As previously mentioned, during my senior year of high school I worked retail at a pet supply store. Towards the end of my time with the company I was promoted to the prestigious position of Reptile Specialist; mostly due to my potentially life threatening lack of fear of most animals (save the demonic anteater, but we won’t get into that). I say ‘life threatening’ because it’s a very good possibility that my cause of death will one day be that I am mauled by a wolf, because I don’t care how dangerous that thing looks . . . I’m still going to try and pet it.
The reptile section consisted of many different types of animals from tarantulas, scorpions, frogs, and iguanas to numerous varieties of snakes and lizards. One of my favorites were the anoles. Anoles are a small all-green lizard that, minus the tail, are only about as long as your index finger and have a triangular shaped head. They’re pretty much your garden variety lizards, but were always one of my favorites to watch. The way that their tiny heads would sharply jet about to keep an eye on me while I cleaned their cage made them seem quizzical in nature and therefore I imagined them having a hidden intelligence that I was unable to fully comprehend. Their disposition was calm and friendly, the type of lizard that you could really kick back and smoke a bowl with.
One morning I came into work and began my daily routine of cleaning cages, filling water bowls, and feeding the animals if necessary, when I noticed that one of the anoles was not looking too well. He was laying in the center of his terrarium, inches from his water dish, not hanging in the artificial branches like the majority of his brethren. His body was almost completely atrophied, as if every ounce of moisture had been drained out of him, and his tiny chest was the only movement I saw as it slowly expanding and contracted grasping for each breathe. Now I’m not a vet, so I don’t know the exact cause of his affliction, but if I had to ponder a guess I’d say it was lizard Lou Gehrig’s disease.
After a few feeble attempts to get some water into him, as if he were one of those grow-your-own dinosaur sponge toys that children play with and all he needed was water to bring him bounding back to life, I realized that the best thing I could do for him was to humanely put him to rest. I figured the best way to accomplish this would be to asphyxiate him. It wasn’t the quickest way to go but it was the most painless, as I imagined him just slowly drifting off to an eternal sleep. I went and grabbed one of the clear plastic bags that we used to package the fish that customers purchased and delicately placed the anole’s frail, shriveled body in it.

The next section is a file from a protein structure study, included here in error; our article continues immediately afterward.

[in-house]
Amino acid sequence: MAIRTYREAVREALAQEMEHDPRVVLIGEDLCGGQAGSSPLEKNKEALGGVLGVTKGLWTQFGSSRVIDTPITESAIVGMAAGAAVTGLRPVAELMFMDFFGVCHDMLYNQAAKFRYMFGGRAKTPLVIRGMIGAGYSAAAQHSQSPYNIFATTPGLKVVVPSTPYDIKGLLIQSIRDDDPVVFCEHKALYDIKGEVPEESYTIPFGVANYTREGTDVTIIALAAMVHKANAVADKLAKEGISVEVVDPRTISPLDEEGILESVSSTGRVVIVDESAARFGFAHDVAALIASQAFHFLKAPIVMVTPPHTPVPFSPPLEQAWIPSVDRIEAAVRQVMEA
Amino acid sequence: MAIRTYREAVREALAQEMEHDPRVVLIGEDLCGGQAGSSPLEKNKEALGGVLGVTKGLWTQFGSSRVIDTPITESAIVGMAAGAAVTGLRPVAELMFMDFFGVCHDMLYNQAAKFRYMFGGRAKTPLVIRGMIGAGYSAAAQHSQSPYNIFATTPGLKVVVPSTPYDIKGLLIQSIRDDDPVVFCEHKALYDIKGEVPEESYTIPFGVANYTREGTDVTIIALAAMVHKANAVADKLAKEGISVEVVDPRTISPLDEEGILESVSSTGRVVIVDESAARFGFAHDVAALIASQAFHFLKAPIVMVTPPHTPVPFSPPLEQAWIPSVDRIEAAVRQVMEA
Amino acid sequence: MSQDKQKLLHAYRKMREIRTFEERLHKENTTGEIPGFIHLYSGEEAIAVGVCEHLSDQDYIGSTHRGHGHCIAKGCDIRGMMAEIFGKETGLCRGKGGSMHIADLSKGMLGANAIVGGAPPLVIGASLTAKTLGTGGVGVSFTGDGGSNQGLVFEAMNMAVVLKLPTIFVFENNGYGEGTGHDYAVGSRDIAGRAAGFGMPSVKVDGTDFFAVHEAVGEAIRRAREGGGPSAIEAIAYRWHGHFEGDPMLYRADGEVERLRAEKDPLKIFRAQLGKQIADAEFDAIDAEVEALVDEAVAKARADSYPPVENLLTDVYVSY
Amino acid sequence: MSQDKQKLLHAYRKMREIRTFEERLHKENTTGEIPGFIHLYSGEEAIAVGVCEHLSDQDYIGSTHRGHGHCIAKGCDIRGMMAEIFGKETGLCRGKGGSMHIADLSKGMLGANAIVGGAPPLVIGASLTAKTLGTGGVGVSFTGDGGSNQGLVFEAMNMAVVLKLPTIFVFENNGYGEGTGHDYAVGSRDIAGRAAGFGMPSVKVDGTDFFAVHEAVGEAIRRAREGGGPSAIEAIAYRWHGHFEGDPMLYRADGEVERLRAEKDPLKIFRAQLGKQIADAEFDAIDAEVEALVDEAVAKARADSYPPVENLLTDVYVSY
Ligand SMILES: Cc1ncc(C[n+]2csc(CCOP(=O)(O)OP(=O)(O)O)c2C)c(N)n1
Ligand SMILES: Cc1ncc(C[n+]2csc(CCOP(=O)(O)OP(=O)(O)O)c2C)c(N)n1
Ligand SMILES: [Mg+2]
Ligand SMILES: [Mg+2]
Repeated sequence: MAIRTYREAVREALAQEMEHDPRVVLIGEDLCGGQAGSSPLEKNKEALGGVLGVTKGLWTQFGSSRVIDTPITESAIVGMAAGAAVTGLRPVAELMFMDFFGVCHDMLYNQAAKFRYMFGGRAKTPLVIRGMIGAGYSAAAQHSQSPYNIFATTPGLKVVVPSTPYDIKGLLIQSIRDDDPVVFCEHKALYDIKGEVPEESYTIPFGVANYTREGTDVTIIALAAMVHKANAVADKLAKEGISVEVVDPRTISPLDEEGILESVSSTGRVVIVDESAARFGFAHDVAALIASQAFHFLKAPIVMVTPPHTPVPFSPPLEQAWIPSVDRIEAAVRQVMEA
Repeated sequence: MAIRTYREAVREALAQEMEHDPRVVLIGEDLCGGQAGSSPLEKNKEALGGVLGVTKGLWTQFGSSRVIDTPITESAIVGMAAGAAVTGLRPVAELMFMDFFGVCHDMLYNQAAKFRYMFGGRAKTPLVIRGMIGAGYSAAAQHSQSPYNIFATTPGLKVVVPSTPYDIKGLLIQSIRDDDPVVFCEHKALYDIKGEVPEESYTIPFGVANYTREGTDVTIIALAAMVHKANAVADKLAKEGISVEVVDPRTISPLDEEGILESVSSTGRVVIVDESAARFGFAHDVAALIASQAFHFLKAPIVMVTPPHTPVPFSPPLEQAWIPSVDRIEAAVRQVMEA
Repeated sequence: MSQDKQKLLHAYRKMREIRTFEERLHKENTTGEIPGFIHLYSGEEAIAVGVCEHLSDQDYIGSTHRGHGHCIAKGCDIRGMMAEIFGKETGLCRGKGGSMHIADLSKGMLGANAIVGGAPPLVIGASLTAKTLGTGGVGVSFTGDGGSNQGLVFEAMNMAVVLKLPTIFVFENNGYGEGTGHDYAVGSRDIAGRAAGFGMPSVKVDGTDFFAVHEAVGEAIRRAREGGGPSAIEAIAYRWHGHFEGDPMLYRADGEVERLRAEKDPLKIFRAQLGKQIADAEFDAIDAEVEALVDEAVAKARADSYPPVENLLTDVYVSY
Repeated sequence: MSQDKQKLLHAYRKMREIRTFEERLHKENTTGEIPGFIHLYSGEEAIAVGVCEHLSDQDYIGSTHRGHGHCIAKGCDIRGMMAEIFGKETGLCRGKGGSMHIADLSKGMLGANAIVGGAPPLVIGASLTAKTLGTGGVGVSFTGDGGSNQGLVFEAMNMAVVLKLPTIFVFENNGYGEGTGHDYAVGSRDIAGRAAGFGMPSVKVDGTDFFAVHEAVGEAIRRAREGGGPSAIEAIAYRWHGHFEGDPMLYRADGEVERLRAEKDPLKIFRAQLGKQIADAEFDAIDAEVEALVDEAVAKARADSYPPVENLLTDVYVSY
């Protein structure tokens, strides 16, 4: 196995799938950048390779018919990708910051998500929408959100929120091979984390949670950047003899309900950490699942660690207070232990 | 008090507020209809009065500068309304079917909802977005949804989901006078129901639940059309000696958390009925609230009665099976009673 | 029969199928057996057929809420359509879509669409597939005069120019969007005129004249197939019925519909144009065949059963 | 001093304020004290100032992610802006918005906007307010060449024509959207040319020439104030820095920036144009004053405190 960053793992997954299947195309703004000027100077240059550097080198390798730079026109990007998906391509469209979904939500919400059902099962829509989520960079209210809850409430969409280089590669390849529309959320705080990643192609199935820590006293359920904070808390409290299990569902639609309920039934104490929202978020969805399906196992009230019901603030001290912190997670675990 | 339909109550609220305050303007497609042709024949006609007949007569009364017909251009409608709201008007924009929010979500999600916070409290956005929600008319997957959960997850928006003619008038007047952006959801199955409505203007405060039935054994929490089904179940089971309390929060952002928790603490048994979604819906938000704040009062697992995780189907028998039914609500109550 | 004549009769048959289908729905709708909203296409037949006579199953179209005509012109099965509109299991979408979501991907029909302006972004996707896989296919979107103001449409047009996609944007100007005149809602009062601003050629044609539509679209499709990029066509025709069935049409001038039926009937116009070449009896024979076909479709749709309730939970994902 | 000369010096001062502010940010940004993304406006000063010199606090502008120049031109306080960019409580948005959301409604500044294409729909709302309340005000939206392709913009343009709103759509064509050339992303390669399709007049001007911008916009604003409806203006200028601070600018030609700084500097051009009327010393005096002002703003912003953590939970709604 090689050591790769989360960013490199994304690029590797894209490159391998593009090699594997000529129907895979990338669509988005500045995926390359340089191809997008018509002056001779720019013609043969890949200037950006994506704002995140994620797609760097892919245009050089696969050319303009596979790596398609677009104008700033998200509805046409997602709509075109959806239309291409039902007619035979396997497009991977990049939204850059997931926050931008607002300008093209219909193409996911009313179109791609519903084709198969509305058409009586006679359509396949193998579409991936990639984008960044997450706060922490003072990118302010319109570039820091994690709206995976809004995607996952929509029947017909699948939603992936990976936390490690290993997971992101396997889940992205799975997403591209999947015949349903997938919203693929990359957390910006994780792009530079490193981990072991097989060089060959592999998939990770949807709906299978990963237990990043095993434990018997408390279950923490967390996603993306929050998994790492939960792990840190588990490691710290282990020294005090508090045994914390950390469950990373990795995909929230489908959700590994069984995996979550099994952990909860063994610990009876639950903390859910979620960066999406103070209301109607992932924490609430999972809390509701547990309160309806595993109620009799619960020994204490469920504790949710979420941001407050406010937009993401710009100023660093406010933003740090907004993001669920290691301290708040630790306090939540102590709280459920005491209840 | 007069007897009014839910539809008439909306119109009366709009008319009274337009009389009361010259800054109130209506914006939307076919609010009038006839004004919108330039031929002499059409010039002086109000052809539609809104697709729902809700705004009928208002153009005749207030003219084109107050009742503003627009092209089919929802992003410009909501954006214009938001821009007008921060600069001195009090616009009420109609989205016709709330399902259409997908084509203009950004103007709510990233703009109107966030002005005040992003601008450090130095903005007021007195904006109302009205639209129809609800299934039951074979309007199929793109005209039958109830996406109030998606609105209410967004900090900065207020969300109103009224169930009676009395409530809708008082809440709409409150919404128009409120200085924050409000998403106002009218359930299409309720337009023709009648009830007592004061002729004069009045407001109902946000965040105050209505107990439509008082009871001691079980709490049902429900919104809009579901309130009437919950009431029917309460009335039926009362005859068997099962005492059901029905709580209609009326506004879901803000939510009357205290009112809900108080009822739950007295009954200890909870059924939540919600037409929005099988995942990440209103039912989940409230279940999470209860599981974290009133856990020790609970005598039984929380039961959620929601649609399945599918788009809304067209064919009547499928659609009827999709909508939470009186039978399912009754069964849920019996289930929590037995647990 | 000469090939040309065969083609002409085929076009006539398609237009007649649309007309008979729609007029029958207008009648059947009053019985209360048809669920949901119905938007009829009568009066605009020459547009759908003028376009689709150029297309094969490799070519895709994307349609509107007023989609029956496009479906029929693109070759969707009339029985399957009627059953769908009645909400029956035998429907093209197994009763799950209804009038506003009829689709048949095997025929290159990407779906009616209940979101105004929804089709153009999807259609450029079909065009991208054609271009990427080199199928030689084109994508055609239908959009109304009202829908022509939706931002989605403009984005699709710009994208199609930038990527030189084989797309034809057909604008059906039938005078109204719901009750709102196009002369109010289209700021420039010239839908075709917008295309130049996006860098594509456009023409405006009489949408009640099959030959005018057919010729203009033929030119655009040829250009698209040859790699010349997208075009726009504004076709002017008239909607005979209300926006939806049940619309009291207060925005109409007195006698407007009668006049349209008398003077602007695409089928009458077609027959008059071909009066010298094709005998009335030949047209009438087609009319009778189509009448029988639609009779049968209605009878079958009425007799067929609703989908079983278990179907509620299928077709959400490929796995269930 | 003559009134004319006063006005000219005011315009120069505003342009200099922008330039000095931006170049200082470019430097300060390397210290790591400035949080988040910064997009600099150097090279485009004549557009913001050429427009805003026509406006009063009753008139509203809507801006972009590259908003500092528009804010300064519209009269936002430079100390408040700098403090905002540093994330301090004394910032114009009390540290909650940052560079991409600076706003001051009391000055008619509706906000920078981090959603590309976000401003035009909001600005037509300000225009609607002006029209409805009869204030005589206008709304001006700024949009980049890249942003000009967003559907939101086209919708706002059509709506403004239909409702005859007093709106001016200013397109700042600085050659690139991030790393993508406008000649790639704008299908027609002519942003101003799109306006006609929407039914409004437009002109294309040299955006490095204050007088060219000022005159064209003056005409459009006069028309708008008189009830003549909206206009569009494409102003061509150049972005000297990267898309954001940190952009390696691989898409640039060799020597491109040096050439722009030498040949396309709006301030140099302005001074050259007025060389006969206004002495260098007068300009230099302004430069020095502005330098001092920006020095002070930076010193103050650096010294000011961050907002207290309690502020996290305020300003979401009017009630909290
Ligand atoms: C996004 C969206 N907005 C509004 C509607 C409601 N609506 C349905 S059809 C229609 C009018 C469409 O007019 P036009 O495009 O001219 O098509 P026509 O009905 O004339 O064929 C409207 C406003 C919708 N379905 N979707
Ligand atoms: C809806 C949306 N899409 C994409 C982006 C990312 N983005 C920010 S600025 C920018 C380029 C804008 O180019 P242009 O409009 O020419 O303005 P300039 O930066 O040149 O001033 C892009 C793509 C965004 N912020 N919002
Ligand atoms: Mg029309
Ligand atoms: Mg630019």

I knew how to seal the bag air tight by a technique that we used to bag the fish, but I first needed to get as much air as possible out of the bag because it would take his tiny lungs a long time to use up all the oxygen that remained and I didn’t want him to suffer any longer than he needed to. I knew that the easiest way to get the air out would be to cup the end of the bag over my lips and suck the air out myself, but as dedicated as I was to my goal, I wasn’t willing to suck unknown diseased lizard air into my lungs. We did, however, have a large wet/dry vacuum that we used to remove the used saw chips from animals’ cages when we cleaned them. The wet/dry vac was essentially just a large motorized hose that emptied out into a 5 gallon yellow bucket. Congratulating myself on my ingenuity, I rolled the wet/dry vac over toward me, plugged it in, placed the end of the large hose into the opening of the plastic bag, and then with my left hand created an air-tight seal between hose and bag. I switched the vacuum on and watched as the air, bag, and lizard disappeared in the blink of an eye, having been sucked into the vacuum and with an audible ‘thud,’ violently thrown against the inside wall of the 5 gallon bucket.
I was near tears as I tossed the crumpled remains of the anole in the garbage can. Moments earlier when I had decided to end a life, I was willing to sacrifice a quick end to ensure a painless one but had someone managed to accomplish the exact opposite. I learned a valuable lesson that day. When attempting to euthanize a small animal, do not involve large industrial strength mechanical equipment.
In Memory Of Benjamin J. Lizard III. Though short and seemingly pointless, your existence will always be remembered.